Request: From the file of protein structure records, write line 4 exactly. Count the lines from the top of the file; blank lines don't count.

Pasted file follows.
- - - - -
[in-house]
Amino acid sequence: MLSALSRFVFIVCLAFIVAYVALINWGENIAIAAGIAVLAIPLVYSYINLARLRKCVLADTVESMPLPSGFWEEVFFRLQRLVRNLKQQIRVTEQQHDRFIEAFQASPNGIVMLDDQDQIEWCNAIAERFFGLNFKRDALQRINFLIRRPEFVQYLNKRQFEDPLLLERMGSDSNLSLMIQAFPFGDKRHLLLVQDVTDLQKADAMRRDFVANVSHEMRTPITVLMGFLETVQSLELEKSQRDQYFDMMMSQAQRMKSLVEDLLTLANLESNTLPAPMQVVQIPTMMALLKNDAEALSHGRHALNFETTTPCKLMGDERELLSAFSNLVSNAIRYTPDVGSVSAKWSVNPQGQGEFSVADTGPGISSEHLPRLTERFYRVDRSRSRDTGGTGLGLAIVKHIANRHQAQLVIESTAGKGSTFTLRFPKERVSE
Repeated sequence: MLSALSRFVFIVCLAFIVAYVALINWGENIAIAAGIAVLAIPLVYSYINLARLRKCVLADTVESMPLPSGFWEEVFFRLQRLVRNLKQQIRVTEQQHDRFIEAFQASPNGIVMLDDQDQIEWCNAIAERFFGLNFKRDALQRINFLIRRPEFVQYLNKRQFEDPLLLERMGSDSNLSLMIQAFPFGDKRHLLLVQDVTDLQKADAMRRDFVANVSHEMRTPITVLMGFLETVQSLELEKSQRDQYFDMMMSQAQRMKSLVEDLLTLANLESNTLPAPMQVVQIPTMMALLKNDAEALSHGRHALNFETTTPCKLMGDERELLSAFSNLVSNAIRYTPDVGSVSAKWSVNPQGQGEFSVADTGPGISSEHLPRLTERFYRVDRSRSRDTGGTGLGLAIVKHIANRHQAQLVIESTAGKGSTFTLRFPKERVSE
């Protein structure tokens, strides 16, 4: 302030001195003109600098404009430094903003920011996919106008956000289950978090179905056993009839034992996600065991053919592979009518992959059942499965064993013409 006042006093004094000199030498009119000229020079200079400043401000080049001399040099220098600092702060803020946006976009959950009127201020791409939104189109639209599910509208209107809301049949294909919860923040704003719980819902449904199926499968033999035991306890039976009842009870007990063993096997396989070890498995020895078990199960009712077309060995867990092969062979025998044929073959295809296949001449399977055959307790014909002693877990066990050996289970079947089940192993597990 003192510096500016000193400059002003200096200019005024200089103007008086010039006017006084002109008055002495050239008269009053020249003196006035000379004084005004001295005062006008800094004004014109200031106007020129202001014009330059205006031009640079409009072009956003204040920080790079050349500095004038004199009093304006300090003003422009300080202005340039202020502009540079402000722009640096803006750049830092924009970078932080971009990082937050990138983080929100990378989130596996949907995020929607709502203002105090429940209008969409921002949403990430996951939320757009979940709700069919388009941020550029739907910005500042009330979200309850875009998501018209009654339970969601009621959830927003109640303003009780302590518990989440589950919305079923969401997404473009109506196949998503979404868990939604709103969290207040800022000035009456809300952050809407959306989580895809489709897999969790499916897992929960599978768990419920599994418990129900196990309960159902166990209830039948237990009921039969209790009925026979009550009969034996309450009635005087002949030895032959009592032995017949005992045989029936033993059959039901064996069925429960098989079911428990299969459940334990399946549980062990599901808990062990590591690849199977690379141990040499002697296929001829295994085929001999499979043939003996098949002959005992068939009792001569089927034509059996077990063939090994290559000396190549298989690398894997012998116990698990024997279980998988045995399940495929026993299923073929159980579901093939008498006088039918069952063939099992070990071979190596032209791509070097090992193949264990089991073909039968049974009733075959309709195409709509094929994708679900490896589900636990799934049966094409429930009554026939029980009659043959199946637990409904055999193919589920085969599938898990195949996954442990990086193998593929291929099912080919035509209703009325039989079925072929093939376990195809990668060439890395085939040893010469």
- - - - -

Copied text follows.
């Protein structure tokens, strides 16, 4: 302030001195003109600098404009430094903003920011996919106008956000289950978090179905056993009839034992996600065991053919592979009518992959059942499965064993013409 006042006093004094000199030498009119000229020079200079400043401000080049001399040099220098600092702060803020946006976009959950009127201020791409939104189109639209599910509208209107809301049949294909919860923040704003719980819902449904199926499968033999035991306890039976009842009870007990063993096997396989070890498995020895078990199960009712077309060995867990092969062979025998044929073959295809296949001449399977055959307790014909002693877990066990050996289970079947089940192993597990 003192510096500016000193400059002003200096200019005024200089103007008086010039006017006084002109008055002495050239008269009053020249003196006035000379004084005004001295005062006008800094004004014109200031106007020129202001014009330059205006031009640079409009072009956003204040920080790079050349500095004038004199009093304006300090003003422009300080202005340039202020502009540079402000722009640096803006750049830092924009970078932080971009990082937050990138983080929100990378989130596996949907995020929607709502203002105090429940209008969409921002949403990430996951939320757009979940709700069919388009941020550029739907910005500042009330979200309850875009998501018209009654339970969601009621959830927003109640303003009780302590518990989440589950919305079923969401997404473009109506196949998503979404868990939604709103969290207040800022000035009456809300952050809407959306989580895809489709897999969790499916897992929960599978768990419920599994418990129900196990309960159902166990209830039948237990009921039969209790009925026979009550009969034996309450009635005087002949030895032959009592032995017949005992045989029936033993059959039901064996069925429960098989079911428990299969459940334990399946549980062990599901808990062990590591690849199977690379141990040499002697296929001829295994085929001999499979043939003996098949002959005992068939009792001569089927034509059996077990063939090994290559000396190549298989690398894997012998116990698990024997279980998988045995399940495929026993299923073929159980579901093939008498006088039918069952063939099992070990071979190596032209791509070097090992193949264990089991073909039968049974009733075959309709195409709509094929994708679900490896589900636990799934049966094409429930009554026939029980009659043959199946637990409904055999193919589920085969599938898990195949996954442990990086193998593929291929099912080919035509209703009325039989079925072929093939376990195809990668060439890395085939040893010469």